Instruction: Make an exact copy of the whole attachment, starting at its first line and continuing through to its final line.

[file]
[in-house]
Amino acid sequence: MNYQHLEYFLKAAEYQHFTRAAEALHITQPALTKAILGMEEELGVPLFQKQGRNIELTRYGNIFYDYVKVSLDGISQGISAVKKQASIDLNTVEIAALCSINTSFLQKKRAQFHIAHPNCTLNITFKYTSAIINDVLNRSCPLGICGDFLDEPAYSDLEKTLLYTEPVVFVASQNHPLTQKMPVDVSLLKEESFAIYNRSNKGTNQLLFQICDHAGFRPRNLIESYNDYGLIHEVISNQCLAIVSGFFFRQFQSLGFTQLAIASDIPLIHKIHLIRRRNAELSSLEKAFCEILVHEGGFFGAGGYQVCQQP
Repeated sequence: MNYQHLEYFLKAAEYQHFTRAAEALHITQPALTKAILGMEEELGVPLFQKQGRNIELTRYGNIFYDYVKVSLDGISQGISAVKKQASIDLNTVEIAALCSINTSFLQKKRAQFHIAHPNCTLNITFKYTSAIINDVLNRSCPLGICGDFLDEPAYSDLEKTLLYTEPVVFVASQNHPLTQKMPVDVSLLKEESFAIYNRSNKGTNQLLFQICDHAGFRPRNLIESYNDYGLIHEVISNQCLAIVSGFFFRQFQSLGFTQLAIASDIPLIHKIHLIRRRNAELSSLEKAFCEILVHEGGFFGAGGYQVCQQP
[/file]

[in-house]
Amino acid sequence: MNYQHLEYFLKAAEYQHFTRAAEALHITQPALTKAILGMEEELGVPLFQKQGRNIELTRYGNIFYDYVKVSLDGISQGISAVKKQASIDLNTVEIAALCSINTSFLQKKRAQFHIAHPNCTLNITFKYTSAIINDVLNRSCPLGICGDFLDEPAYSDLEKTLLYTEPVVFVASQNHPLTQKMPVDVSLLKEESFAIYNRSNKGTNQLLFQICDHAGFRPRNLIESYNDYGLIHEVISNQCLAIVSGFFFRQFQSLGFTQLAIASDIPLIHKIHLIRRRNAELSSLEKAFCEILVHEGGFFGAGGYQVCQQP
Repeated sequence: MNYQHLEYFLKAAEYQHFTRAAEALHITQPALTKAILGMEEELGVPLFQKQGRNIELTRYGNIFYDYVKVSLDGISQGISAVKKQASIDLNTVEIAALCSINTSFLQKKRAQFHIAHPNCTLNITFKYTSAIINDVLNRSCPLGICGDFLDEPAYSDLEKTLLYTEPVVFVASQNHPLTQKMPVDVSLLKEESFAIYNRSNKGTNQLLFQICDHAGFRPRNLIESYNDYGLIHEVISNQCLAIVSGFFFRQFQSLGFTQLAIASDIPLIHKIHLIRRRNAELSSLEKAFCEILVHEGGFFGAGGYQVCQQP